Selecting the correct Carbon Monoxide Alarm Position is an important issue for parents. You cannot simply put them anywhere and expect them to provide you with the early warning that you need to protect your family.
What is Carbon Monoxide?
Carbon Monoxide (CO) is a colourless, odourless, toxic, flammable gas formed by the incomplete combustion of carbon-based fuels (gas, oil, wood, coal etc).
Modern homes are full of appliances that burn these types of fuels and they are generally perfectly safe to use. The problem arises when the fuel is not burned properly by the appliance and the excess Carbon Monoxide is allowed to escape into the home environment.
If allowed to enter the human body, Carbon Monoxide prevents the blood from carrying enough Oxygen to cells, tissues and organs. In the right conditions Carbon Monoxide gas can kill in a few hours and, even if death does not result, victims can suffer serious injury including brain damage and paralysis.
It is the leading cause of accidental poisoning deaths in the USA.
Of course, the big problem with Carbon Monoxide is that, unlike methane gas, you can’t smell it.
How Can You Prevent Carbon Monoxide Poisoning?
There are some signs that you can look for, including:
- pilot lights that frequently blow out
- increased condensation around windows
- yellow/orange flames instead of blue (unless your fire is designed to do this)
- soot or staining around an appliance
However, you should NEVER rely solely upon these visual warning signs as Carbon Monoxide poisoning can occur very quickly and long before any obvious visible signs of a leak can be detected by your eyes!
The best way to detect a leak is to install Carbon Monoxide Alarms in your home. When they detect an unusual level of gas, they sound an alarm much in the same way that a smoke detector does. These alarms are not expensive, they are very easy to install and they save lives!
Obviously, the best way to avoid Carbon Monoxide poisoning is to prevent the leaks from happening in the first place.
How can you prevent leaks?
- ensure that appliances are installed / serviced by suitably qualified people (“Gas Safe” in the UK)
- ensure that appliances are checked / serviced regularly by Gas Safety Engineers (every year is recommended)
A Salutary Lesson – when we moved into our current house about 3 years ago I was delighted with my 2 new 1910’s style period fireplaces. Not only were the surrounds attractive, but they were both fitted with those gas fires that look a bit like the coal fires that would have been present originally. Winter came and I decided to try them out, but rather than light them immediately, my health and safety obsession kicked in and I decided to arrange for a gas safety engineer to service them first. Whilst the people we had bought the house from seemed nice and respectable I thought it best to make sure that the fires were safe. I was fully expecting a clean bill of health and a happy gas safety engineer performing a very routine inspection.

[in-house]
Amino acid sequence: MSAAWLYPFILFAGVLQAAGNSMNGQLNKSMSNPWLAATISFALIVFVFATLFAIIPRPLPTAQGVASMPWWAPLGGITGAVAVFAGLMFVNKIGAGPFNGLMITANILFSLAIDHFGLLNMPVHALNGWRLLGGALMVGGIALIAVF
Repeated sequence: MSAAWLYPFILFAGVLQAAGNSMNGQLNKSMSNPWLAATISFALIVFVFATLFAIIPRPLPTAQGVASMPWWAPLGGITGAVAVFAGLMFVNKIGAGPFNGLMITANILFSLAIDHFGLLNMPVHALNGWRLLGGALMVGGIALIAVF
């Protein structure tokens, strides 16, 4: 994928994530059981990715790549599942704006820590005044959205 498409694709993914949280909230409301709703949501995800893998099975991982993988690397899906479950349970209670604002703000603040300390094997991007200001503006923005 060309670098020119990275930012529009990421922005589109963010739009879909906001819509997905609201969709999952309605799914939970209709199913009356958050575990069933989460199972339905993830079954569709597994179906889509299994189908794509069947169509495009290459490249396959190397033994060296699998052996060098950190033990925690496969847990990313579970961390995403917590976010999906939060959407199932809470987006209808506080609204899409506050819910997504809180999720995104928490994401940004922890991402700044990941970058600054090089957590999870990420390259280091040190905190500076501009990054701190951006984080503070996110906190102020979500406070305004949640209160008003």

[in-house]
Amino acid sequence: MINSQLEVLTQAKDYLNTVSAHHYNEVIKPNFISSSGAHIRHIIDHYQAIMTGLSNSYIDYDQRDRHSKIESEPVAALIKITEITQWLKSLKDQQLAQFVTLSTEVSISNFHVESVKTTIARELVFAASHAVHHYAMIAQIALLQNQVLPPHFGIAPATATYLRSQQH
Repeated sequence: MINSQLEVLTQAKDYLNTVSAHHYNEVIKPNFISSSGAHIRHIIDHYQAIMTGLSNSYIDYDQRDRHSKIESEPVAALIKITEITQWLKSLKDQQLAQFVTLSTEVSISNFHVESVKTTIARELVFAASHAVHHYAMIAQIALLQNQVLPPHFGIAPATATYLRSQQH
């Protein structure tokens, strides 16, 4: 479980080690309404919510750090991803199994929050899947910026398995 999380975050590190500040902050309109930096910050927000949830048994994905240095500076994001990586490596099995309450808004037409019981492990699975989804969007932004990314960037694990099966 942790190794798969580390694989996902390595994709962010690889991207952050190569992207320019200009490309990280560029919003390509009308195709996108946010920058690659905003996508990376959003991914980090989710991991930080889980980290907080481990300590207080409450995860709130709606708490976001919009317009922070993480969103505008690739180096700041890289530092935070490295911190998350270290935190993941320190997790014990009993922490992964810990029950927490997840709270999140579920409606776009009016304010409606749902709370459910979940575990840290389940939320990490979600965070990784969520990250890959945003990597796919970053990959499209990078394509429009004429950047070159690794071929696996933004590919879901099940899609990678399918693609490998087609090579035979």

BUT! – I can still visualise the bemused face of the gas safety engineer as he removed some big old cushions from the flue vent immediately above the fire in the hallway !!
Not only would this have been a fire risk, but the cushions would have prevented any Carbon Monoxide gasses from escaping out of the house.
I can’t remember how many times I used the expression “I told you so!” that evening, but I suspect it was at least 5.
So, whenever you move in to a new home I advise you to have all gas appliances checked before you use them.
Which Carbon Monoxide Alarms Should I Use?
There are a number of good products to suit a variety of different budgets.
The main decision is whether to buy a combined gas/smoke alarm or separate units.
Where Should I Position Carbon Monoxide Alarms?
The “Carbon Monoxide Alarm Position” question is something that confused me initially .. and if I’m confused by it then I suspect many others share my confusion.
My confusion stemmed from the fact that I had been advised by a Gas Safety Engineer that they should be positioned above the gas fireplaces, yet there are a number of combined gas/smoke detectors on the market that need to be installed on the ceiling!? Perhaps I had misunderstood him or perhaps both options are equally valid? (Note: I have since asked the Gas Safety Engineer about this and it seems that I had misunderstood his instructions!)
So, where should they be positioned? – on the ceiling or above the appliances?
One thing to bear in mind is that CO gas is slightly lighter than air so it will rise to the ceiling and then slowly descend as more leaks out of your appliance.
The Answer –
- You SHOULD NOT position carbon monoxide alarms immediately above the gas appliances if they are likely to be used
- You SHOULD ideally position them in the same room as the gas appliance
- You CAN mount them on the wall at least 5 feet above floor level – preferably in a central location, but out of the reach of pets and small children
- You CAN mount them on the ceiling
- You MUST install at least 1 alarm on each floor of your home
- You MUST NOT install them in a cupboard or next to an outside door
- You MUST regularly check that they are still working and replace them (or the batteries) when necessary
Carbon Monoxide leaks are naturally a big concern for parents. However, provided you take these simple steps to “prevent” and/or “detect” leaks it shouldn’t cause you too many sleepless nights.
If you have any more questions about the issues raised in this post, please email me at firstname.lastname@example.org or leave a comment in the box below. If I don’t know the answer, I will probably be able to help you find someone who does.
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